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11 December 2019

Transitioning from LIBOR to SOFR

By Katherine Pearce and Nick Nolan

Seldom is there a monumental shift in the world of accounting and operations that is related to loans and derivatives. US0003M is the market identifier for the US Dollar 3-Month LIBOR (London Interbank Offered Rate), and in less than 800 days it appears it will be no more, as the entire LIBOR Index will cease to exist by the end of 2021.1  Let’s examine what led to this change and what to expect moving forward.

There are a couple of key reasons LIBOR is going away:

  • LIBOR isn’t really reflective of any actual interbank funding. 2
  • The rate can easily be manipulated, since banks submit these numbers to the British Bankers Association. The main regulator in the UK, the Financial Conduct Authority (FCA), will no longer require banks to make submissions at the end of 2021. 3
  • There is very little trading volume associated with LIBOR despite it being the rate used for trillions of loans and derivative contracts. According to the ARRC (Alternative Reference Rate Committee), there is less than $500m in daily trading activity for the 3-month LIBOR. 3

The Federal Reserve summoned the ARRC in 2014 to identify an alternative to LIBOR that would be a “robust, IOSCO-compliant, transaction-based rate derived from a deep and liquid market.” 4 In 2017, the ARRC selected the Secured Overnight Financing Rate (SOFR) as the successor to LIBOR. SOFR is based on overnight transactions in the USD Treasury repurchase agreement or repo market, which is roughly $1 trillion per day. The rate is produced daily at 8:00 AM EST by the New York Federal Reserve. 4  At the LSTA’s annual conference at the end of October in New York, much of the conversation was around the transition from LIBOR to SOFR and operationalizing four potential variants of SOFR5:

  • Forward Looking Term SOFR: Closest to LIBOR, this would have the least impact on accounting and loan systems. However, this rate has not yet been developed and would need to be created through Futures trading. 5
  • SOFR Compounded in Advance: A SOFR that uses the prior month’s rate as the interest rate for the accrual period. For instance, a credit contract’s accrual that begins on July 1 would use a compounded SOFR from June 1 through June 30. Many participants don’t like this due to the stale nature of the rate. 5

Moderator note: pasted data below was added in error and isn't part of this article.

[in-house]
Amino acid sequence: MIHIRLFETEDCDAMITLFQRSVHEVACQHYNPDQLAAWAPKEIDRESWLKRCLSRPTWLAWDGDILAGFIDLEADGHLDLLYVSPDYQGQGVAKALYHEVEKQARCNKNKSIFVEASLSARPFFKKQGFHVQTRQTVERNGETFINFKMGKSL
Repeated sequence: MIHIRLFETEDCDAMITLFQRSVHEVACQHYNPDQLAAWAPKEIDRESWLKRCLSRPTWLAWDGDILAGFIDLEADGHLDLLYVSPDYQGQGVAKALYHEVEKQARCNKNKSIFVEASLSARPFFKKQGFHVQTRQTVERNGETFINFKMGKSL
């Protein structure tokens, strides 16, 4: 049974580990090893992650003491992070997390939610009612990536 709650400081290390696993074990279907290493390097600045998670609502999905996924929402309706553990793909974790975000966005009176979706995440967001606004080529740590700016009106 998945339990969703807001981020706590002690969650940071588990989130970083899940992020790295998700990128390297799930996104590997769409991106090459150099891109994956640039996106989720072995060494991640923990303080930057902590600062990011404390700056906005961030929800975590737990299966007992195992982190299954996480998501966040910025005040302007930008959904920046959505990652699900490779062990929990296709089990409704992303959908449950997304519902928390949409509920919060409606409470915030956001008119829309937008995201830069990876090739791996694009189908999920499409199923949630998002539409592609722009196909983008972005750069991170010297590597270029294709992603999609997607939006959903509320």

• Daily Simple SOFR in Arrears: The simple interest method is the way many bonds and loans calculate accruals, which is calculated as Principal X daily rate of interest, and the resulting payment is the bearer’s cash flow. Many business systems now can consume and reset a reference index daily on a loan or bond and use that for an accrual. This method presents challenges around invoicing and servicing loans. 5
  • SOFR Compounded in Arrears: This variant uses a daily SOFR and compounds it over the interest period. This is the direction ISDA has chosen to go with derivative contracts, and that many believe will be the direction for the loan market as well. From a business systems perspective, it is very different than the way accruals are currently calculated for loans and other cash products. Interest is calculated as (Principal + Accumulated Interest) X daily rate of interest. 5

With LIBOR ending, the LSTA has laid out several key considerations that accounting systems will need to address moving forward. We feel confident that SS&C Advent’s Geneva will be able to support these proposed changes. For example, we recently made a series of successful enhancements, like compounding within our fixed income investment functionality, which we will be rolling into our Loan Investment feature next year. These enhancements include:

  • Daily
  • Daily Bus Day (to compound daily on business days only)
  • Euro Short-Term (for Euro short-term rate swaps, also called ESTR swaps, formerly EONIA swaps)
  • Weekly
  • Monthly
  • Quarterly
  • Semi Annually
  • Annually

In addition, some other LSTA considerations that Geneva will be well equipped to support are:

  • Spread Adjustment: This is a rate that will make assets that convert from LIBOR to SOFR contracts more comparable, currently supported in our Variable Rate Schedule.
  • Flat Compounding: This means the index gets compounded but the spread does not. This capability is targeted in Geneva 20.1
  • Day Count: Geneva offers a wide range of Day Count Conventions to calculate or determine how interest accrues over time.
  • LookBack: Current functionality exists to look back on the Benchmark Index.
  • Floors and Caps: Functionality currently exists to manage rate determination.
  • Lockout Days: The last “x” days of the coupon period. The VRS uses the same index value instead of looking up. Targeted in Geneva 20.1

Due to the fluidity of decisions around the LIBOR to SOFR transition, we are monitoring the situation closely with clients and other industry partners. We remain agile in our development approach to ensure we best support our clients through this change. Meanwhile, feel free to contact your Geneva representative with any questions or comments.

 

Citations:

[1] ICE Benchmark Administration Limited (IBA), 3-Month London Interbank Offered Rate (LIBOR), based on U.S. Dollar [USD3MTD156N], retrieved from FRED, Federal Reserve Bank of St. Louis; https://fred.stlouisfed.org/series/USD3MTD156N, November 19, 2019.

[2] Bailey, Andrew. “The future of LIBOR.” Speech at Bloomberg London, UK. July 27, 2017.

[3] Alternative Reference Rate Committee (ARRC). Transition from LIBOR. Access date December 2, 2019.

[4] Federal Reserve Bank of New York. A User’s Guide to SOFR: The Alternative Reference Rates Committee. April 2019.

[5] Coffey, Meredith. U.S. Libor Transition: Demystifying SOFR. Loan Syndications and Trading Association (LSTA). Access date December 2, 2019.